Issue 1.11

Enough for Me by KB Ballentine

Sassafras and mountain ash tilt
shadows in the thawing sun.
Rhododendron leaves and fire pinks flash
under ferns, over moss.
Spring whispers the woods and my heart —
more than ready for the honeysong of bees.
Winter’s white silence almost forgotten.
Moonrise sharper than noon,
lonelier than midnight —
stars bracing the sky.

In the Basement of the Chapel by P.S. Dean

I found hell on Halloween night.
The congregation decided
to scare the youth off a path
of sins we’d yet to commit.
The women were howling
in black leotards and eye paint
and the children threw ash
in front of a box fan
like it was the devil’s birthday.
I knew how it felt to fall
on my knees with the spirit
rising up between my chest
and stayed up mumbling
to be forgiven for my sins.
When we got to the room
marked Heaven, I watched
my mechanic with a fake beard
gesture to all of us to follow
him through an unmarked door.
I feigned sickness and slipped out
among other friends to lie down
in fields that would soon be gone.
Looking up at the sky, I searched
for other lives where I tried to love
the ghost who rolled back his stone.

 

Copperhead by Wesley Sims

Remember how we jaunted one sunny Spring
morning through the back pasture
carelessly parting Johnson grass and joe pye weed,
headed to a work session at the church cemetery?
Where we paused to climb through the fence
at the dirt road, a copperhead kept silent vigil,
spotted string of brown and copper
like a sisal rope pushed into an “S”,
sampling heat with a devilish tongue,
ready to spring against intruders.

You cringed, breathless, screamed and pointed.
Luck brought a neighbor on the same journey
along the road just in time.
A quick strike of his
hoe clipped its head and we tiptoed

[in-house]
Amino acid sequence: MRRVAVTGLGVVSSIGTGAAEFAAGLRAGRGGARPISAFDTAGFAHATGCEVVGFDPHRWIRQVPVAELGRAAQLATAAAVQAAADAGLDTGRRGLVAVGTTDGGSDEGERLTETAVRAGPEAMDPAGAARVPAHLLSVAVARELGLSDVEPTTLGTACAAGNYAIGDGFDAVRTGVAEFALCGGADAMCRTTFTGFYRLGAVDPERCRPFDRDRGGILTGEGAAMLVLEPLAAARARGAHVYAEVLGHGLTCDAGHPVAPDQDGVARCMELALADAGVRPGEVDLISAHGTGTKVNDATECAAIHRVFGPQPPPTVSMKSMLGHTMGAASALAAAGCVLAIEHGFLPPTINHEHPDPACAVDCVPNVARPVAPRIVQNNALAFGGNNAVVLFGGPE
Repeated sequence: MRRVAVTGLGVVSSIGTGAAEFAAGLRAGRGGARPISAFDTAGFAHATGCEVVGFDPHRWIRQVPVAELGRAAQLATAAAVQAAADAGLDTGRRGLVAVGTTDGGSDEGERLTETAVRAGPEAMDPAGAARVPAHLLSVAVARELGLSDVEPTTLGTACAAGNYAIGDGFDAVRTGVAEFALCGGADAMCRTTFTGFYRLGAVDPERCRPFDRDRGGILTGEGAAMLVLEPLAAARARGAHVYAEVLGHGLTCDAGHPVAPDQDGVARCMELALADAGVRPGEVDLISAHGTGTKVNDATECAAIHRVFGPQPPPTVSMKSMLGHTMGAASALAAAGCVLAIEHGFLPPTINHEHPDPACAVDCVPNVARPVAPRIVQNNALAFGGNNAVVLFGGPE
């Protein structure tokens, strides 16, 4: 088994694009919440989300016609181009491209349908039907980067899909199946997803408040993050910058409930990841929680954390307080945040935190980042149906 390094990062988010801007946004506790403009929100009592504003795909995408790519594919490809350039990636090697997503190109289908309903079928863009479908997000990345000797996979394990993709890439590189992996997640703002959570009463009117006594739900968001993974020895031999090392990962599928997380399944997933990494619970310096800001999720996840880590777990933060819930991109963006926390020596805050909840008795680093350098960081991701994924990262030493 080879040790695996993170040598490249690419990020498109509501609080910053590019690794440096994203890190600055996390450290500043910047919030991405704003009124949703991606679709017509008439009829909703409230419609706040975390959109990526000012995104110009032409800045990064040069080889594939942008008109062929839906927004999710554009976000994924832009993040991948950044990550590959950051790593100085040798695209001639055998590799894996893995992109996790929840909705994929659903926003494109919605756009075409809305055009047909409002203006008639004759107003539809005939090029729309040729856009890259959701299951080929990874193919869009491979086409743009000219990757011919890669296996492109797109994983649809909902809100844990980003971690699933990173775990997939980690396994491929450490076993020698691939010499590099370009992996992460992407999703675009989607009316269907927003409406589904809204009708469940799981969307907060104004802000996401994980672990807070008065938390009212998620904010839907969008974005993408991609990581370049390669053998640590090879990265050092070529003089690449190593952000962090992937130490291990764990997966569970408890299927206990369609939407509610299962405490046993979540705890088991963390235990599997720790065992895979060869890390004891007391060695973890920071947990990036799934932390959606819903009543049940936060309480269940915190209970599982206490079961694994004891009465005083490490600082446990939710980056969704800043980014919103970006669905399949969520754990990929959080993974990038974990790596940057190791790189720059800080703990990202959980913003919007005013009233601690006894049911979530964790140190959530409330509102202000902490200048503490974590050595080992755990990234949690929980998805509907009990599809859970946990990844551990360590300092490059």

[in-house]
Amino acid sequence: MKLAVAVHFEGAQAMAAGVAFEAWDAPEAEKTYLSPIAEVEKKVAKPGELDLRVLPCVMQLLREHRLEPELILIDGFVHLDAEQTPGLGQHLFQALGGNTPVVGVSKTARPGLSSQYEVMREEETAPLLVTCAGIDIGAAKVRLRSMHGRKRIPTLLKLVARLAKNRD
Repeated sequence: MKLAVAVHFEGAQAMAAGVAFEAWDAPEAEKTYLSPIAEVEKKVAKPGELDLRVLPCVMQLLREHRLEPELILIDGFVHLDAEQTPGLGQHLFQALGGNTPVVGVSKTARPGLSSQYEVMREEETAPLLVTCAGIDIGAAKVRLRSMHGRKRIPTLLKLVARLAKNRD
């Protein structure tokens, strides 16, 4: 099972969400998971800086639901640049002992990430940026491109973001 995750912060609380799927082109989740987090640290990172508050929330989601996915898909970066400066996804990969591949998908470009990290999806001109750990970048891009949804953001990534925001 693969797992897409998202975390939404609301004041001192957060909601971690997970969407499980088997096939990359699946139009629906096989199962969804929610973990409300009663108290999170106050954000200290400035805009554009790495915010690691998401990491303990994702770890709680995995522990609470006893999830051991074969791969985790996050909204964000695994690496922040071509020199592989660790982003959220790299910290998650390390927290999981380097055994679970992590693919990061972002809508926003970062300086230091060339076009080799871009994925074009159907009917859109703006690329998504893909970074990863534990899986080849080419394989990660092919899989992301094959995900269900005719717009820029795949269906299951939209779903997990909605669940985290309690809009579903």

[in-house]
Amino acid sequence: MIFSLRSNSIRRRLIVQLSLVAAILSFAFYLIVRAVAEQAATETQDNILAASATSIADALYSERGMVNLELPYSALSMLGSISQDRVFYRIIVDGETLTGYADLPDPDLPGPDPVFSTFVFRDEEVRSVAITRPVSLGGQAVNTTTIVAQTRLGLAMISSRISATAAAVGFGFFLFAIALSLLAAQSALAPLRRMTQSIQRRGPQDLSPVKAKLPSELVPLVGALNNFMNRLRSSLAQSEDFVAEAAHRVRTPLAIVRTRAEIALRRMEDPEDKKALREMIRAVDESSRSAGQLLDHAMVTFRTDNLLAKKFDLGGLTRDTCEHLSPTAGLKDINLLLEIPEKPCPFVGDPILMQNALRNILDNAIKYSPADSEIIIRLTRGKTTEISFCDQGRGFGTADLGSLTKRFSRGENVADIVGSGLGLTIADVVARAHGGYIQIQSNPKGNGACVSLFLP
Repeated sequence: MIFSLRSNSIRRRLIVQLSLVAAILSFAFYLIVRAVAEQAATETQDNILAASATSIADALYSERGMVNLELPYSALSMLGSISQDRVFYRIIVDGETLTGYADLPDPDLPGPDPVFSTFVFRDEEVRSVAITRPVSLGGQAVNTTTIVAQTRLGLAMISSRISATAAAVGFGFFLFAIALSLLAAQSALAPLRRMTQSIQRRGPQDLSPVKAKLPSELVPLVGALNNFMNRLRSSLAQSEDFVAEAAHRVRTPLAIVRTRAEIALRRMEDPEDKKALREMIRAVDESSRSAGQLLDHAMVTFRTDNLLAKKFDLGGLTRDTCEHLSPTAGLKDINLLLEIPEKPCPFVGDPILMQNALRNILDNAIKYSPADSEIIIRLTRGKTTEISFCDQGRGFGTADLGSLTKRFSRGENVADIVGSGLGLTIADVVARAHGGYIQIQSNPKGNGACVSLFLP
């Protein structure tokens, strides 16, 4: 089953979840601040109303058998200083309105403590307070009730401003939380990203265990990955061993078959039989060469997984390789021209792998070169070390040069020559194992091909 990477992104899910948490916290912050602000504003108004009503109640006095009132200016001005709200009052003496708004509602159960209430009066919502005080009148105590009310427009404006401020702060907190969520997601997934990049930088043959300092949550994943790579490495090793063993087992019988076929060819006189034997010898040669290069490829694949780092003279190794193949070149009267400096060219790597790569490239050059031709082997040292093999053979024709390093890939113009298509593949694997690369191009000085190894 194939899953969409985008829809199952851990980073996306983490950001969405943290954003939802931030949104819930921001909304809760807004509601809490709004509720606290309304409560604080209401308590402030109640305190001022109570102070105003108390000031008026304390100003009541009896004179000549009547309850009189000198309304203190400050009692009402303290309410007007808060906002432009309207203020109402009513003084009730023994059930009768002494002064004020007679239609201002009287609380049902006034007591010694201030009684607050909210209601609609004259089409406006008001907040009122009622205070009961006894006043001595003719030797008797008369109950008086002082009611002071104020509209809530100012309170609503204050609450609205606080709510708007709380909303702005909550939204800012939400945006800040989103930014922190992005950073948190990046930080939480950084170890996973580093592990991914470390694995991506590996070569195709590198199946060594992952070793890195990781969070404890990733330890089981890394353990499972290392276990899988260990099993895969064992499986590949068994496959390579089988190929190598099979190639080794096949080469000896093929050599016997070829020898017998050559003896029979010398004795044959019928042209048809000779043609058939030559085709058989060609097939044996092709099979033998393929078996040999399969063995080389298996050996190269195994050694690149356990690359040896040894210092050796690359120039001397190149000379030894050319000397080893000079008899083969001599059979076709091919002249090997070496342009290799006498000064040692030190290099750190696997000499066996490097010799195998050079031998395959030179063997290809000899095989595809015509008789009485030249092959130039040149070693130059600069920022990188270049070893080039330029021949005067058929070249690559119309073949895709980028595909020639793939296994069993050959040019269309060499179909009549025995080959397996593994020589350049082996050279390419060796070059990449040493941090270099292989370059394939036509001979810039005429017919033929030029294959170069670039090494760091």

on along the tree-lined road to the church,
scanning ditches and fence rows like mine sweepers.
We chopped crabgrass and dandelions around dead relatives
for hours, peering behind every dusty tombstone,
expecting some demonic clump of weeds to grow
copper spots, lunge and bruise our heels.

 

About the Contributors

KB Ballentine has a M.A. in Writing and a M.F.A. in Creative Writing, Poetry. Her latest collection, The Perfume of Leaving, has just been awarded the 2016 Blue Light Press Book Award and will be published this summer. Her work has appeared in numerous journals and publications, including Alehouse, Tidal Basin Review, and Haight Ashbury Literary Journal. In 2014 she was a finalist in the Ron Rash Poetry Awards and, in 2006, a finalist for the Joy Harjo Poetry Award. She was awarded a Dorothy Sargent Rosenberg Poetry Prize in 2006 and 2007.  Fragments of Light (2009) and Gathering Stones (2008) were published by Celtic Cat Publishing. Her work also appears in River of Earth and Sky: Poems for the Twenty-first Century(2015), Southern Poetry Anthology, Volume VI:  Tennessee (2013) and Southern Light: Twelve Contemporary Southern Poets (2011). Her third collection, What Comes of Waiting, won the 2013 Blue Light Press Book Award.

P.S. Dean is a Mississippi native that lives and works in New Orleans. He received and MFA in poetry from the University of Mississippi and is currently finishing his first book.

Wesley Sims has published one chapbook of poetry, When Night Comes, Finishing Line Press, Georgetown, Kentucky, 2013.  His work has appeared in Connecticut Review, G.W. Review, Wisconsin Review, The South Carolina Review, Praxis Magazine, The Avocet and others.  He lives in Oak Ridge, Tennessee.  His hobbies include reading, writing, camping, and photography.

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